“I find it interesting that on the 100th anniversary of the beginning of the First World War that the federal government is arguing that Sir Robert Borden’s undertaking was simply a political promise,” Lenoski said.

 

 

 

 

Get local stories you won't find anywhere else right to your inbox.
Sign up here

Just Posted

Traffic was tied up at the intersection of Scott and Old Yale Roads in North Surrey on Tuesday afternoon, after a semi truck hauling a load of pipes flipped while making a turn. (Shane MacKichan photos)
VIDEO: Semi hauling load of pipes flips in North Surrey intersection

Traffic near Scott and Old Yale Roads tied up by Tuesday afternoon incident

Sheila Malcolmson, B.C.’s minister of mental health and addictions (Screen shot)
Minister of mental health tells Surrey audience COVID-19 ‘has made everything worse’

More than 23,000 people in B.C. are receiving medication to treat opioid addiction

Farmers raise slogans during a protest on a highway at the Delhi-Haryana state border, India, Thursday, Dec. 3, 2020. Tens of thousands of farmers descended upon the borders of New Delhi to protest new farming laws that they say will open them to corporate exploitation. THE CANADIAN PRESS/AP-Manish Swarup
Delta council stands in solidarity with protesting Indian farmers

Farmers have been protesting for months new laws they say leave them open to corporate exploitation

A sign posted to a tree in Maccaud Park urges people to email White Rock City Council and oppose the construction of pickleball courts in the park. (Contributed photo)
White Rock council deems Maccaud Park pickleball courts out of bounds

Unanimous vote against constructing courts follows public feedback

Surrey city council chambers. (File photo)
Surrey drugstores seeking relaxation of spacing rules ‘a challenge,’ councillor says

‘Obviously we need pharmacies but it seems to me that we are getting an awful lot of applications,’ Brenda Locke says

Restaurant patrons enjoy the weather on a patio in Vancouver, B.C., Monday, April 5, 2021. The province has restricted indoor dining at all restaurants in B.C. due to a spike in COVID-19 numbers. THE CANADIAN PRESS/Jonathan Hayward
B.C.’s COVID-19 indoor dining, drinking ban extending into May

Restaurant association says patio rules to be clarified

In a 2019 photograph, Yin Yin Din held a picture of her brother Kyaw Naing Din, 54, and her late father Hla Din who passed away in 2014, during a trip to Victoria. (The News files)
Family of B.C. man killed by cop appeals to Attorney General for help

The Din family want B.C. Attorney General David Eby to forward their case to Crown

B.C. Premier John Horgan speaks at the B.C. legislature. (B.C. government)
Tougher COVID-19 restrictions in B.C., including travel, still ‘on the table’: Horgan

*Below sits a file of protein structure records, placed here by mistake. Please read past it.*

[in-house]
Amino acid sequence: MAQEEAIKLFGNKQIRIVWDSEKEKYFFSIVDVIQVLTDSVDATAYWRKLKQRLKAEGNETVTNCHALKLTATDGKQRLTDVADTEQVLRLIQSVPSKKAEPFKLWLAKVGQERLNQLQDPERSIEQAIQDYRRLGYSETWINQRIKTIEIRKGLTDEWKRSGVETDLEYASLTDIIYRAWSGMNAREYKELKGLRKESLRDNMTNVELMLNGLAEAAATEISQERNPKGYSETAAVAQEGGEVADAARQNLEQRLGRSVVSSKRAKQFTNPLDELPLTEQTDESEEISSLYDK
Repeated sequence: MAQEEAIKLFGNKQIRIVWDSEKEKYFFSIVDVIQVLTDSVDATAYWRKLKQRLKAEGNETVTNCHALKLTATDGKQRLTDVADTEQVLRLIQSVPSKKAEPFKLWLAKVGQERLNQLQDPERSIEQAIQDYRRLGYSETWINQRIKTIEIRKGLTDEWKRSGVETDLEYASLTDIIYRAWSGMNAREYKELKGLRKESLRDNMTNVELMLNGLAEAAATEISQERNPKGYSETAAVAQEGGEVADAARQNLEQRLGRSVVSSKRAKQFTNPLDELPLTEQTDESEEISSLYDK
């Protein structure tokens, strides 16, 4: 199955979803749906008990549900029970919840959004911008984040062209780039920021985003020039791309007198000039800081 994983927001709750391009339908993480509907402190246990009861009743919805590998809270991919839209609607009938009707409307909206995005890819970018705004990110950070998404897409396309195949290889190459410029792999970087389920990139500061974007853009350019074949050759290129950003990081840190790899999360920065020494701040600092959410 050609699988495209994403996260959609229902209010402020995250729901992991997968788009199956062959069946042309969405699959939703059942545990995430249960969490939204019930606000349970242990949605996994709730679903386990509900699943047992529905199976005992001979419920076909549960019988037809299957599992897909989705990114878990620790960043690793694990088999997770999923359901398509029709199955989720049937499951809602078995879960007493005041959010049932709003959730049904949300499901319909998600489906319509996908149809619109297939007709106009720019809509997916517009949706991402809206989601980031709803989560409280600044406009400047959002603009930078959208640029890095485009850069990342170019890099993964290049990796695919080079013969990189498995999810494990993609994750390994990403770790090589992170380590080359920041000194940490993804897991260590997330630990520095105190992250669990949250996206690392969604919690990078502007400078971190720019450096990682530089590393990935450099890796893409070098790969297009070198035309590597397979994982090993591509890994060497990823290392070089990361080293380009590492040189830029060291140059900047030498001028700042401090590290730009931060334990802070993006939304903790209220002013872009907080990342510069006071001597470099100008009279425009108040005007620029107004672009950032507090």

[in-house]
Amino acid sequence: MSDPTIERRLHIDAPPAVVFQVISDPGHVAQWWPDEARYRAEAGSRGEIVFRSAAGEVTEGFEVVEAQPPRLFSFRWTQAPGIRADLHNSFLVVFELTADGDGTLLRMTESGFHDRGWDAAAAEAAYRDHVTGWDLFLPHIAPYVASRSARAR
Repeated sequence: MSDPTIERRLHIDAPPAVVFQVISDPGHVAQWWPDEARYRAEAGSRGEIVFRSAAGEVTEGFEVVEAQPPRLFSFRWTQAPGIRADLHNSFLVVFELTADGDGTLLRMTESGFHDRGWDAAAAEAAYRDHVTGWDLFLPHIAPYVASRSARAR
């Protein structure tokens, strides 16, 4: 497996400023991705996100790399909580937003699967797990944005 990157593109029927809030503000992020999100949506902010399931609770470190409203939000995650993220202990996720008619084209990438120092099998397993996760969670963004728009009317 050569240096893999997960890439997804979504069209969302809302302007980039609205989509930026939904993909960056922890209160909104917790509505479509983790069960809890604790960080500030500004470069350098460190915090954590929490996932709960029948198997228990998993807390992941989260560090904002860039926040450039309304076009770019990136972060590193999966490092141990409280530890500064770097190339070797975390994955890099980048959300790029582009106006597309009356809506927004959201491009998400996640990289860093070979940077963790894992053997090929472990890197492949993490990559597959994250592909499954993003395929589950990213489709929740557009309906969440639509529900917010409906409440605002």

John Horgan says travel restrictions will be discussed Wednesday by the provincial cabinet

Protesters occupied a road leading to Fairy Creek Watershed near Port Renfrew. (Submitted photo)
B.C. First Nation says logging activist interference not welcome at Fairy Creek

Vancouver Island’s Pacheedaht concerned about increasing polarization over forestry activities

Cannabis bought in British Columbia (Ashley Wadhwani/Black Press Media)
Is it time to start thinking about greener ways to package cannabis?

Packaging suppliers are still figuring eco-friendly and affordable packaging options that fit the mandates of Cannabis Regulations

Flow Academy is not accepting membership applications from anybody who has received a dose of the vaccine, according to a password-protected membership application form. (Submitted image)
B.C. martial arts gym refusing patrons who have been vaccinated, wear masks

Interior Health has already issued a ticket to Flow Academy for non-compliance with public health orders

Of 46 arrests made between March 16 and 19 at Metrotown mall in Burnaby, 27 suspected shoplifters are now facing charges. (Twitter/Burnaby RCMP)
RCMP arrest 46 people in 4 days during Metrotown shoplifting crackdown

$4,800 in stolen merchandise was recovered and returned to businesses inside of the mall

Maple Ridge's Doug Ubell caught some photographs recently that he was anxious to share, one taken while on the Trans-Canada Trail looking southwest towards the Pitt River Bridge, and another from on Golden Ears Bridge. (Special to The News)
Traffic on Golden Ears Bridge returning to pre-pandemic levels

Commuters from Greater Vancouver still driving more, taking transit less

Kao Macaulay has been charged in relation to a home break-in on March 30 in Abbotsford in which five kittens were stolen. (Facebook photo)
‘Prolific offender’ charged with theft of 5 newborn kittens in Abbotsford

Kao Macaulay, 23, is accused of breaking into home on March 30

Most Read